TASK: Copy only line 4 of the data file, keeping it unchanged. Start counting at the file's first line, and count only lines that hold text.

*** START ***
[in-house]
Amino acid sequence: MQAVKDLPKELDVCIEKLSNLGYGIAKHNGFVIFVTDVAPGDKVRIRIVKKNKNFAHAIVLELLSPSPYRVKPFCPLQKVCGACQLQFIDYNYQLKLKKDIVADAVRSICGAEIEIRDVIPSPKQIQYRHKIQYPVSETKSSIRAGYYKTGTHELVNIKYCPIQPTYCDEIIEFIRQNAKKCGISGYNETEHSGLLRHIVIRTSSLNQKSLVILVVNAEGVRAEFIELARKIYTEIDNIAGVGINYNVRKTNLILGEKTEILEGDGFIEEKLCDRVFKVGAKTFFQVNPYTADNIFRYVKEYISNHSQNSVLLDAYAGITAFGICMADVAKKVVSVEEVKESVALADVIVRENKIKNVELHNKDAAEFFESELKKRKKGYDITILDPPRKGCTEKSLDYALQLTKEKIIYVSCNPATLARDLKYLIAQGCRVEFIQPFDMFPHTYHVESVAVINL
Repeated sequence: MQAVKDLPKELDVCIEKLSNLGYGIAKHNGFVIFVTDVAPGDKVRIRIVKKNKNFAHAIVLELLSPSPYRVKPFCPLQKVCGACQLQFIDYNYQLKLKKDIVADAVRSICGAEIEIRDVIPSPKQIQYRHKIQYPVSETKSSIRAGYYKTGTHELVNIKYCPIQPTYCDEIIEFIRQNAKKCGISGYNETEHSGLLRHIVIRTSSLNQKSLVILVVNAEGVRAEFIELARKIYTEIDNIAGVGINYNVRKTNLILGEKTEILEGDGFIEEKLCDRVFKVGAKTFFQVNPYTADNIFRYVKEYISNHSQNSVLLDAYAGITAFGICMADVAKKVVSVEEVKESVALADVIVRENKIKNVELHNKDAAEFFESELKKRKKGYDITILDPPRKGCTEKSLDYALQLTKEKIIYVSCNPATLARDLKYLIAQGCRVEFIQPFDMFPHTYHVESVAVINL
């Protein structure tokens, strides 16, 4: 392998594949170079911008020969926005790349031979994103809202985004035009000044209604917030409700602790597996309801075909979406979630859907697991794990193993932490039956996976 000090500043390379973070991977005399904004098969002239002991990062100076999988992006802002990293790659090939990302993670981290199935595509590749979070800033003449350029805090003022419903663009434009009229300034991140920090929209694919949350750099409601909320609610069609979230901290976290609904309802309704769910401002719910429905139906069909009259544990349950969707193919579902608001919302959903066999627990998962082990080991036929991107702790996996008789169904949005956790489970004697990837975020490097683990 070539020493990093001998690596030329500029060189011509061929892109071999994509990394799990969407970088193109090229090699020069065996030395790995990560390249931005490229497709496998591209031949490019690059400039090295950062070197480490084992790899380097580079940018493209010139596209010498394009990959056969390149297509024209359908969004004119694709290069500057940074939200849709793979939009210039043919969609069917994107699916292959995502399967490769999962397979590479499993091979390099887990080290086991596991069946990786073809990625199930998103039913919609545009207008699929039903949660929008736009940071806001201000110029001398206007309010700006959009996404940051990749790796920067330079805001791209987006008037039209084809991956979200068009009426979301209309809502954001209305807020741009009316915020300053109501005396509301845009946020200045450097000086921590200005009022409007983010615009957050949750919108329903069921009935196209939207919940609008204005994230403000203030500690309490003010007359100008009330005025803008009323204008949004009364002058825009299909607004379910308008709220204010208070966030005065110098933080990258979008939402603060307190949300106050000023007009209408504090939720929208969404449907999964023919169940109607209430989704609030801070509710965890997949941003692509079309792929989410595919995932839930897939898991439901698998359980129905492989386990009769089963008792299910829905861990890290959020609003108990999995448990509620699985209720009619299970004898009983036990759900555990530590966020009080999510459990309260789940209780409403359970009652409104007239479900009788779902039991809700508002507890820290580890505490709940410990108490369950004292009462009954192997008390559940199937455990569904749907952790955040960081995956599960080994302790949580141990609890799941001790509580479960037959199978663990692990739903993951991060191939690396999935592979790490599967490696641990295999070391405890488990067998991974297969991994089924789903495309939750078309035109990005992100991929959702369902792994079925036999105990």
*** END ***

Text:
């Protein structure tokens, strides 16, 4: 392998594949170079911008020969926005790349031979994103809202985004035009000044209604917030409700602790597996309801075909979406979630859907697991794990193993932490039956996976 000090500043390379973070991977005399904004098969002239002991990062100076999988992006802002990293790659090939990302993670981290199935595509590749979070800033003449350029805090003022419903663009434009009229300034991140920090929209694919949350750099409601909320609610069609979230901290976290609904309802309704769910401002719910429905139906069909009259544990349950969707193919579902608001919302959903066999627990998962082990080991036929991107702790996996008789169904949005956790489970004697990837975020490097683990 070539020493990093001998690596030329500029060189011509061929892109071999994509990394799990969407970088193109090229090699020069065996030395790995990560390249931005490229497709496998591209031949490019690059400039090295950062070197480490084992790899380097580079940018493209010139596209010498394009990959056969390149297509024209359908969004004119694709290069500057940074939200849709793979939009210039043919969609069917994107699916292959995502399967490769999962397979590479499993091979390099887990080290086991596991069946990786073809990625199930998103039913919609545009207008699929039903949660929008736009940071806001201000110029001398206007309010700006959009996404940051990749790796920067330079805001791209987006008037039209084809991956979200068009009426979301209309809502954001209305807020741009009316915020300053109501005396509301845009946020200045450097000086921590200005009022409007983010615009957050949750919108329903069921009935196209939207919940609008204005994230403000203030500690309490003010007359100008009330005025803008009323204008949004009364002058825009299909607004379910308008709220204010208070966030005065110098933080990258979008939402603060307190949300106050000023007009209408504090939720929208969404449907999964023919169940109607209430989704609030801070509710965890997949941003692509079309792929989410595919995932839930897939898991439901698998359980129905492989386990009769089963008792299910829905861990890290959020609003108990999995448990509620699985209720009619299970004898009983036990759900555990530590966020009080999510459990309260789940209780409403359970009652409104007239479900009788779902039991809700508002507890820290580890505490709940410990108490369950004292009462009954192997008390559940199937455990569904749907952790955040960081995956599960080994302790949580141990609890799941001790509580479960037959199978663990692990739903993951991060191939690396999935592979790490599967490696641990295999070391405890488990067998991974297969991994089924789903495309939750078309035109990005992100991929959702369902792994079925036999105990």